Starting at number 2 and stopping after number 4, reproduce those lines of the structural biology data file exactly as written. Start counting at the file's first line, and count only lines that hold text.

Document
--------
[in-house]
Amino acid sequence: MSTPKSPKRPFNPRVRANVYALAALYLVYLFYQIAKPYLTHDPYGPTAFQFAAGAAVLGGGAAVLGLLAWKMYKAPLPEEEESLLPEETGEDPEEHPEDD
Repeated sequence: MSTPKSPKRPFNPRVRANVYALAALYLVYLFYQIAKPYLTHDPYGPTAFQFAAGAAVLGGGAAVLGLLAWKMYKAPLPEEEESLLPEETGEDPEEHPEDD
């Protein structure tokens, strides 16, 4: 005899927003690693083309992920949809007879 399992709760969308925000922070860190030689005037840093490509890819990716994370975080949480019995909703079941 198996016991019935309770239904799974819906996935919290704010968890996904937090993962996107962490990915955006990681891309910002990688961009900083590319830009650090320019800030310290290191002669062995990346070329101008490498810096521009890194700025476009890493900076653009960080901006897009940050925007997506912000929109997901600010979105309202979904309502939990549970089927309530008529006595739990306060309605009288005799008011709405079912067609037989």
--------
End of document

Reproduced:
Amino acid sequence: MSTPKSPKRPFNPRVRANVYALAALYLVYLFYQIAKPYLTHDPYGPTAFQFAAGAAVLGGGAAVLGLLAWKMYKAPLPEEEESLLPEETGEDPEEHPEDD
Repeated sequence: MSTPKSPKRPFNPRVRANVYALAALYLVYLFYQIAKPYLTHDPYGPTAFQFAAGAAVLGGGAAVLGLLAWKMYKAPLPEEEESLLPEETGEDPEEHPEDD
């Protein structure tokens, strides 16, 4: 005899927003690693083309992920949809007879 399992709760969308925000922070860190030689005037840093490509890819990716994370975080949480019995909703079941 198996016991019935309770239904799974819906996935919290704010968890996904937090993962996107962490990915955006990681891309910002990688961009900083590319830009650090320019800030310290290191002669062995990346070329101008490498810096521009890194700025476009890493900076653009960080901006897009940050925007997506912000929109997901600010979105309202979904309502939990549970089927309530008529006595739990306060309605009288005799008011709405079912067609037989």